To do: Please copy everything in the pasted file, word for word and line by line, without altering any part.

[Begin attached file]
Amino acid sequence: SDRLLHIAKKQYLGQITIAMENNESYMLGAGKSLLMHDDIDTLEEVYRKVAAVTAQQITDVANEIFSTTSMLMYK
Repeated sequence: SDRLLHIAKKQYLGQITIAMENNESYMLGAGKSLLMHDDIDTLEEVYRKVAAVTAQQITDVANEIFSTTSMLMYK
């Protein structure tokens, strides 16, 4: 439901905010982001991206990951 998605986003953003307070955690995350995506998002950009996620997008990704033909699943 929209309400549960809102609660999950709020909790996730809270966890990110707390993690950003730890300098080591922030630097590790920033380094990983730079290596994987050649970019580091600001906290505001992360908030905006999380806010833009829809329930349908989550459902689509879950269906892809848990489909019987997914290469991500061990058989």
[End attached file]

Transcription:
Amino acid sequence: SDRLLHIAKKQYLGQITIAMENNESYMLGAGKSLLMHDDIDTLEEVYRKVAAVTAQQITDVANEIFSTTSMLMYK
Repeated sequence: SDRLLHIAKKQYLGQITIAMENNESYMLGAGKSLLMHDDIDTLEEVYRKVAAVTAQQITDVANEIFSTTSMLMYK
């Protein structure tokens, strides 16, 4: 439901905010982001991206990951 998605986003953003307070955690995350995506998002950009996620997008990704033909699943 929209309400549960809102609660999950709020909790996730809270966890990110707390993690950003730890300098080591922030630097590790920033380094990983730079290596994987050649970019580091600001906290505001992360908030905006999380806010833009829809329930349908989550459902689509879950269906892809848990489909019987997914290469991500061990058989």